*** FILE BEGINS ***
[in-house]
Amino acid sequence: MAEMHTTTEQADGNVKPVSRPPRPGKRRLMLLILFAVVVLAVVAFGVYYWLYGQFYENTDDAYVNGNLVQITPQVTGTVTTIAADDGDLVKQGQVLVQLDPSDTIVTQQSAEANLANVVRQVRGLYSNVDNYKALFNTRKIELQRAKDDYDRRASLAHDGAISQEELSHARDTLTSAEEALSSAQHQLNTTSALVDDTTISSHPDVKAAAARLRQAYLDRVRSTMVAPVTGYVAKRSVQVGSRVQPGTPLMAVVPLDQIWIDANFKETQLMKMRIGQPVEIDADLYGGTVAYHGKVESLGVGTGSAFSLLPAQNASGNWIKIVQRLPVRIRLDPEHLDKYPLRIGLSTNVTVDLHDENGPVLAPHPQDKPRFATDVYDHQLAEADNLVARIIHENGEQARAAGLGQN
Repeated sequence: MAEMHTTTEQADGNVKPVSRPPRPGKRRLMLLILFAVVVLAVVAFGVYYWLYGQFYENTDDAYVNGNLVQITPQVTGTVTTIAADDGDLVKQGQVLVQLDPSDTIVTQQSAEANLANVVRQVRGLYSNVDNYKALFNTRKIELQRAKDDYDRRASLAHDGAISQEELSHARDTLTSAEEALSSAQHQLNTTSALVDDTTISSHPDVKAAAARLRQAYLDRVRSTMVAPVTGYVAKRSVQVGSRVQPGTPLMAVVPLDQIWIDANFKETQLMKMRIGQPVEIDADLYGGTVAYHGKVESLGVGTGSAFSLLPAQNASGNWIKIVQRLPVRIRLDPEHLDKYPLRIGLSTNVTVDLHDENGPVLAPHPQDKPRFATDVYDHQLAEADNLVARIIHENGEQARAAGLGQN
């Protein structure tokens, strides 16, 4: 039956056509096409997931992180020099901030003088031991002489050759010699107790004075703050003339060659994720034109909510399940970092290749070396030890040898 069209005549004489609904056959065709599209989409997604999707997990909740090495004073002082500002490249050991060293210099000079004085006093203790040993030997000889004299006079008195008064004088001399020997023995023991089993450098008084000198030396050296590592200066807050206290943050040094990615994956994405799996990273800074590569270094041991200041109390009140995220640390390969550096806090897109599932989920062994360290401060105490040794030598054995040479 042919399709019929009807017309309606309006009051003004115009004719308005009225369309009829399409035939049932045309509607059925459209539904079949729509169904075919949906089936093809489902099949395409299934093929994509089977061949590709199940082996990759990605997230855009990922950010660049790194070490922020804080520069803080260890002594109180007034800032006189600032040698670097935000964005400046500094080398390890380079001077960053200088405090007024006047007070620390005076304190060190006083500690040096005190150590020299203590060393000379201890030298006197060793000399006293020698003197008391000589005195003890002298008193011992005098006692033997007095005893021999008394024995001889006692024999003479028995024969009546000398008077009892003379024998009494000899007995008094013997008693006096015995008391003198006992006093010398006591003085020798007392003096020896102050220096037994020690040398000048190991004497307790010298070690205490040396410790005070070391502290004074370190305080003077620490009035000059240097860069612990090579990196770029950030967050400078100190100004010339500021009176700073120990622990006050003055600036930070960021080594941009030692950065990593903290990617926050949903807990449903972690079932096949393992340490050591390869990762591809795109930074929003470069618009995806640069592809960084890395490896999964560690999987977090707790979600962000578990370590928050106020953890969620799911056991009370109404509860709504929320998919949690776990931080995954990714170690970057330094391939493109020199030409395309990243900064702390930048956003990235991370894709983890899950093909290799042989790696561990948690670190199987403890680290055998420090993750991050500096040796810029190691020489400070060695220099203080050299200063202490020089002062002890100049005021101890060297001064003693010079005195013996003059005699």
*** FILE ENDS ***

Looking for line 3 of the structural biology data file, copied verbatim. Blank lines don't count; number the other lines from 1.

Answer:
Repeated sequence: MAEMHTTTEQADGNVKPVSRPPRPGKRRLMLLILFAVVVLAVVAFGVYYWLYGQFYENTDDAYVNGNLVQITPQVTGTVTTIAADDGDLVKQGQVLVQLDPSDTIVTQQSAEANLANVVRQVRGLYSNVDNYKALFNTRKIELQRAKDDYDRRASLAHDGAISQEELSHARDTLTSAEEALSSAQHQLNTTSALVDDTTISSHPDVKAAAARLRQAYLDRVRSTMVAPVTGYVAKRSVQVGSRVQPGTPLMAVVPLDQIWIDANFKETQLMKMRIGQPVEIDADLYGGTVAYHGKVESLGVGTGSAFSLLPAQNASGNWIKIVQRLPVRIRLDPEHLDKYPLRIGLSTNVTVDLHDENGPVLAPHPQDKPRFATDVYDHQLAEADNLVARIIHENGEQARAAGLGQN